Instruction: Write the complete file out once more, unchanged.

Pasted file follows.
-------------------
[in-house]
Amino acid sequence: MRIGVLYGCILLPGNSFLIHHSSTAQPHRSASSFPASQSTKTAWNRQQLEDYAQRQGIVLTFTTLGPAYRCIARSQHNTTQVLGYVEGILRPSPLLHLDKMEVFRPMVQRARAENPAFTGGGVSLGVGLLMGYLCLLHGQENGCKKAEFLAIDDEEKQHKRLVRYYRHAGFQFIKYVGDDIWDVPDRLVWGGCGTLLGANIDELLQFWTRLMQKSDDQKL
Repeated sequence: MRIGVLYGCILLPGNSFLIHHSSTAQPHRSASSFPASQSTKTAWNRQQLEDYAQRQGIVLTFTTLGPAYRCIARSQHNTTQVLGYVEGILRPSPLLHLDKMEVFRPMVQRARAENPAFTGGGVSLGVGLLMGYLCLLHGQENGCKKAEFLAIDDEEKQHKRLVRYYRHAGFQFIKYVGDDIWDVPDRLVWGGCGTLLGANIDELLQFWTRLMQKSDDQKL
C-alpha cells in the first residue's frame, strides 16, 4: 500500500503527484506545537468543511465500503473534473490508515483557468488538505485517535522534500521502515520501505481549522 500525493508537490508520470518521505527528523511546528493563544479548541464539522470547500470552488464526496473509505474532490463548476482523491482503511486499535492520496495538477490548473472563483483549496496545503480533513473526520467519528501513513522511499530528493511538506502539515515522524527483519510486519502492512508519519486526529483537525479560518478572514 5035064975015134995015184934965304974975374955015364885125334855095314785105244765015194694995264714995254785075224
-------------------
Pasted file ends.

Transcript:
[in-house]
Amino acid sequence: MRIGVLYGCILLPGNSFLIHHSSTAQPHRSASSFPASQSTKTAWNRQQLEDYAQRQGIVLTFTTLGPAYRCIARSQHNTTQVLGYVEGILRPSPLLHLDKMEVFRPMVQRARAENPAFTGGGVSLGVGLLMGYLCLLHGQENGCKKAEFLAIDDEEKQHKRLVRYYRHAGFQFIKYVGDDIWDVPDRLVWGGCGTLLGANIDELLQFWTRLMQKSDDQKL
Repeated sequence: MRIGVLYGCILLPGNSFLIHHSSTAQPHRSASSFPASQSTKTAWNRQQLEDYAQRQGIVLTFTTLGPAYRCIARSQHNTTQVLGYVEGILRPSPLLHLDKMEVFRPMVQRARAENPAFTGGGVSLGVGLLMGYLCLLHGQENGCKKAEFLAIDDEEKQHKRLVRYYRHAGFQFIKYVGDDIWDVPDRLVWGGCGTLLGANIDELLQFWTRLMQKSDDQKL
C-alpha cells in the first residue's frame, strides 16, 4: 500500500503527484506545537468543511465500503473534473490508515483557468488538505485517535522534500521502515520501505481549522 500525493508537490508520470518521505527528523511546528493563544479548541464539522470547500470552488464526496473509505474532490463548476482523491482503511486499535492520496495538477490548473472563483483549496496545503480533513473526520467519528501513513522511499530528493511538506502539515515522524527483519510486519502492512508519519486526529483537525479560518478572514 5035064975015134995015184934965304974975374955015364885125334855095314785105244765015194694995264714995254785075224